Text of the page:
The Raptors have been enveloped by late-season malaise of meaninglessness over their last few games. With the Eastern Conference standings and playoff picture mostly out of their hands, Toronto was giving off vibes of a team coasting until the return of a certain point guard.
That dude, somewhat surprisingly, made his return on Wednesday against the Pistons. In the process, he spearheaded a furious crunch time comeback and single-handedly reinvigorated the mood around the team.
Kyle Lowry immediately finding his comfort zone on offense was the only thing that stood out from a clunky first half. As DeMar DeRozan timidly dealt with Pistons traps and Serge Ibaka hoisted brick after front-rimming brick, Lowry settled in to his desired style of play. You forget what a bonus it is to have a guy who can create three point looks with no laborious ball movement required when he’s out of the lineup for five weeks.
Lowry played 21 of the opening 24 minutes en route to posting 16 points, two rebounds and three assists on a clean 5-of-11 from the field (2-of-4 from three). His defense — along with the rest of the team’s — was barely existent, however. Having led by as many as 20, Detroit entered the half with a 56-46 lead built on Ish Smith blow-bys (yes, Lowry was a regular culprit) and a steady diet of transition buckets borne out of some inept Raptors offense.
A non-descript, push-and-pull third quarter left the Raptors with a 12-point deficit to overcome in the fourth. On the second night of a back-to-back, during this hardly meaningful time of year, you could have justified flipping over to watch the Blue Jays as they loaded the bases in the ninth inning against Baltimore.
Of course I, being clairvoyant and what not, didn’t give up hope in the face of almost-certain defeat. This is of course the team that leads the NBA in double-digits comebacks we’re talking about.
I bet the Raptors still win this— Raptors HQ (@RaptorsHQ) April 6, 2017
Detroit held on tightly to the lead for the first half of the final frame. With 5:05 remaining and the Raptors within seven following a Lowry bucket and subsequent steal, P.J. Tucker found himself wide open at the top of the arc with a 3-of-3 mark from deep already on his ledger for the night. He missed, and it felt like a self-inflicted dagger wound. Upon the rebound, Detroit called a timeout.
Into the game came DeMar DeRozan, who to that point had hit just two of his 14 field-goal attempts, as he visibly seemed to wrestle with his rediscovered role as the team’s 1A offensive catalyst early. Oddly enough, his urge to pass first — as opposed to launching 20-plus shots as he’s become accustomed to with Lowry out — translated into 10 assists on the night, two of which came in the final five minutes.
DeRozan also converted all-three shots he put up after entering the game, including this late, patented jumper that essentially locked up the Raptors’ 48th win of the season.
Toronto outscored the Pistons 19-9 after the aforementioned Tucker miss and DeRozan substitution.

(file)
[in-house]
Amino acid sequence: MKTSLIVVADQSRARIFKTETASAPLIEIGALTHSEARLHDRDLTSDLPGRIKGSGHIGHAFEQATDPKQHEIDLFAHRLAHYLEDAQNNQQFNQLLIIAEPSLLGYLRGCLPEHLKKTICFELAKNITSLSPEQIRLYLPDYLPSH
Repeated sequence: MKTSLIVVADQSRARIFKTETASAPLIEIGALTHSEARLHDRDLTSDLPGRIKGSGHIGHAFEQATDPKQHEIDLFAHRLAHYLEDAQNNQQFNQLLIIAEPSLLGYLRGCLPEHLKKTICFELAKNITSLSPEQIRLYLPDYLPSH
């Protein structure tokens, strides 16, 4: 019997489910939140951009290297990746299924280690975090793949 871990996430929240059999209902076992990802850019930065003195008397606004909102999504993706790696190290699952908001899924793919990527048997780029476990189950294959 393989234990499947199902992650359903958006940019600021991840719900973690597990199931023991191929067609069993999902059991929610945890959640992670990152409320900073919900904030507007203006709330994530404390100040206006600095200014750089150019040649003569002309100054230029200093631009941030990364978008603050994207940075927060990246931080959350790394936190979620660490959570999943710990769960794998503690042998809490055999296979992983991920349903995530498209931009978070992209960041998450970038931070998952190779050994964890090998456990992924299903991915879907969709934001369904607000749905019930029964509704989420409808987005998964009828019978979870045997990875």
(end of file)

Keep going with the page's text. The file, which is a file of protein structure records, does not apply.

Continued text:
Despite DeRozan’s late surge, though, Lowry was the most dominant player in this game, as he is wont to do.
Unencumbered by any restrictions, Lowry racked up 42 minutes of game time on Wednesday, finishing with a beautiful, teardrop-inducing line of 27/4/10 with two steals, a charge taken and a 9-of-16 line from the field. His performance was as shocking as it was necessary to a Raptors win. With three games left to regain his defensive foot-speed and establish chemistry with should-be pick-and-pop partner Serge Ibaka, serious optimism about this team’s ceiling come playoff time is not only justified but encouraged.
Speaking of the playoffs — this game, and the goings on around the NBA on Wednesday — finally helped to clear some fog surrounding the Raptors’ post-season plans as well as the Eastern Conference standings.
Cleveland punked Boston at the TD Garden, and now sits one game clear of the Celtics for the one seed with the tiebreaker in hand. Both teams have four games remaining and Boston will have to outperform the Cavs by two games in that time if they hope to claim the one seed. That seems unlikely, but then again predicting anything in this year’s East is foolhardy.
On the Raptors side of things, their magic number for the third-seed is down to three — which means they’ll clinch with any combination of wins and Wizards losses that adds up to three. If Toronto goes a totally realistic 2-1 against Miami, New York and Cleveland, Washington would have to go 5-0 in their remaining schedule to take overtake the third seed and the right to avoid Milwaukee (probably) in round one.
Dwane Casey also hinted more closely at what the Raptors playoff rotation might look like at points in Wednesday’s win. Norman Powell appears to be on the outside looking in, and will likely be joined starting on the 15th by Jakob Poeltl and Delon Wright, who both got some run here and there against the Pistons.
The opening stretch of the second quarter provided a glimpse at how the Raptors might look to deploy their most trusted reserves in a playoff situation. In place of the usual “Lowry with four bench guys look,” Casey ran out a Lowry-Joseph-Tucker-Patterson-Ibaka unit that looks delicious on paper. Early returns were poor, but that can mostly be credited to a bizarrely terrible game from Ibaka in which he never looked comfortable or bouncy. It seems as thought Lowry, DeRozan, Ibaka, Tucker, Joseph, Valanciunas, Carroll and Patterson will be the eight guys Casey will rely upon most once the real games start — in something close to that order as well. Look for more clues as to what Casey has planned for his first-round opponent as the Raptors perhaps look to tighten the script in the final three games.
What did you think of tonight’s game? What was the most meaningful development outside of Kyle Lowry playing like Kyle Lowry?